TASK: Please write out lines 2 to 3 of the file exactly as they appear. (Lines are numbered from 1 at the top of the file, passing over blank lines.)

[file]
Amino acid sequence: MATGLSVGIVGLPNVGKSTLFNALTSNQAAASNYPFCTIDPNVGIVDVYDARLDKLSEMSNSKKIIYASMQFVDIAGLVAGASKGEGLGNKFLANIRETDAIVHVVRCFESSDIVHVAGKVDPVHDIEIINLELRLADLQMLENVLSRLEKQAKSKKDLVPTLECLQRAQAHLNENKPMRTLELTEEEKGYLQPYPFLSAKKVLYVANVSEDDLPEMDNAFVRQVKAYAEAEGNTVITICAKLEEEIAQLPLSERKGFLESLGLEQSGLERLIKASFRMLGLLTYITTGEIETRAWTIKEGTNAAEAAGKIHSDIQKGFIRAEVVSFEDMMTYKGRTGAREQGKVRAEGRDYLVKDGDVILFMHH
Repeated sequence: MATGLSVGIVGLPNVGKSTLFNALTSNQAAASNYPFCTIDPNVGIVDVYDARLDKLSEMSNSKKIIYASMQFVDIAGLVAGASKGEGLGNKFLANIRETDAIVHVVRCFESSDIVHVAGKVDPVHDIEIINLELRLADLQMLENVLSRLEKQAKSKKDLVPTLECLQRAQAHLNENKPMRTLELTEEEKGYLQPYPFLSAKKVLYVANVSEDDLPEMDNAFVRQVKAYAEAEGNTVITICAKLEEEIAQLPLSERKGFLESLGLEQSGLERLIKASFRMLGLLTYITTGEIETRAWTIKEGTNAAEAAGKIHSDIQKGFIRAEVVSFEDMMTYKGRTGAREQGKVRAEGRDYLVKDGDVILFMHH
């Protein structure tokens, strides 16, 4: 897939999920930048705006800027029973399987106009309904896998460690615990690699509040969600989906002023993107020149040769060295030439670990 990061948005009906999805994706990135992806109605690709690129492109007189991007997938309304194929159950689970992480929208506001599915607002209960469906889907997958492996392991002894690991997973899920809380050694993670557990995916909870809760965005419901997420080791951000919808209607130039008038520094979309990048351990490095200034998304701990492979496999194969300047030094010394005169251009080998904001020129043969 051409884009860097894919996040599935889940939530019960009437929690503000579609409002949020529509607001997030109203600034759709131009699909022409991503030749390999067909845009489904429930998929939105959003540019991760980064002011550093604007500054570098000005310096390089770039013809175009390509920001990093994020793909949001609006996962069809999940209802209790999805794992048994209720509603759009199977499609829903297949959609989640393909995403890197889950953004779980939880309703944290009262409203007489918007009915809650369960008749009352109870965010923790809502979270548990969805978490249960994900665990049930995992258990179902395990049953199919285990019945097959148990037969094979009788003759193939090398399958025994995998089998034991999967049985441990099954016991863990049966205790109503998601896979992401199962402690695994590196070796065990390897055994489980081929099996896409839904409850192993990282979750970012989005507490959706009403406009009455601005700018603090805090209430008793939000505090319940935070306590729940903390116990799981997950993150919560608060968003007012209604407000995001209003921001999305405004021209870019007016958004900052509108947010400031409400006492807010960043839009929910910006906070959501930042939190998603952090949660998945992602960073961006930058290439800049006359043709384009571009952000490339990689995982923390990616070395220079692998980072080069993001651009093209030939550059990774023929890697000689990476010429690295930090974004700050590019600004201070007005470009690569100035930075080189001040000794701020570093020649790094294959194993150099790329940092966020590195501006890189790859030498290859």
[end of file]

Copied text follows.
Repeated sequence: MATGLSVGIVGLPNVGKSTLFNALTSNQAAASNYPFCTIDPNVGIVDVYDARLDKLSEMSNSKKIIYASMQFVDIAGLVAGASKGEGLGNKFLANIRETDAIVHVVRCFESSDIVHVAGKVDPVHDIEIINLELRLADLQMLENVLSRLEKQAKSKKDLVPTLECLQRAQAHLNENKPMRTLELTEEEKGYLQPYPFLSAKKVLYVANVSEDDLPEMDNAFVRQVKAYAEAEGNTVITICAKLEEEIAQLPLSERKGFLESLGLEQSGLERLIKASFRMLGLLTYITTGEIETRAWTIKEGTNAAEAAGKIHSDIQKGFIRAEVVSFEDMMTYKGRTGAREQGKVRAEGRDYLVKDGDVILFMHH
């Protein structure tokens, strides 16, 4: 897939999920930048705006800027029973399987106009309904896998460690615990690699509040969600989906002023993107020149040769060295030439670990 990061948005009906999805994706990135992806109605690709690129492109007189991007997938309304194929159950689970992480929208506001599915607002209960469906889907997958492996392991002894690991997973899920809380050694993670557990995916909870809760965005419901997420080791951000919808209607130039008038520094979309990048351990490095200034998304701990492979496999194969300047030094010394005169251009080998904001020129043969 051409884009860097894919996040599935889940939530019960009437929690503000579609409002949020529509607001997030109203600034759709131009699909022409991503030749390999067909845009489904429930998929939105959003540019991760980064002011550093604007500054570098000005310096390089770039013809175009390509920001990093994020793909949001609006996962069809999940209802209790999805794992048994209720509603759009199977499609829903297949959609989640393909995403890197889950953004779980939880309703944290009262409203007489918007009915809650369960008749009352109870965010923790809502979270548990969805978490249960994900665990049930995992258990179902395990049953199919285990019945097959148990037969094979009788003759193939090398399958025994995998089998034991999967049985441990099954016991863990049966205790109503998601896979992401199962402690695994590196070796065990390897055994489980081929099996896409839904409850192993990282979750970012989005507490959706009403406009009455601005700018603090805090209430008793939000505090319940935070306590729940903390116990799981997950993150919560608060968003007012209604407000995001209003921001999305405004021209870019007016958004900052509108947010400031409400006492807010960043839009929910910006906070959501930042939190998603952090949660998945992602960073961006930058290439800049006359043709384009571009952000490339990689995982923390990616070395220079692998980072080069993001651009093209030939550059990774023929890697000689990476010429690295930090974004700050590019600004201070007005470009690569100035930075080189001040000794701020570093020649790094294959194993150099790329940092966020590195501006890189790859030498290859």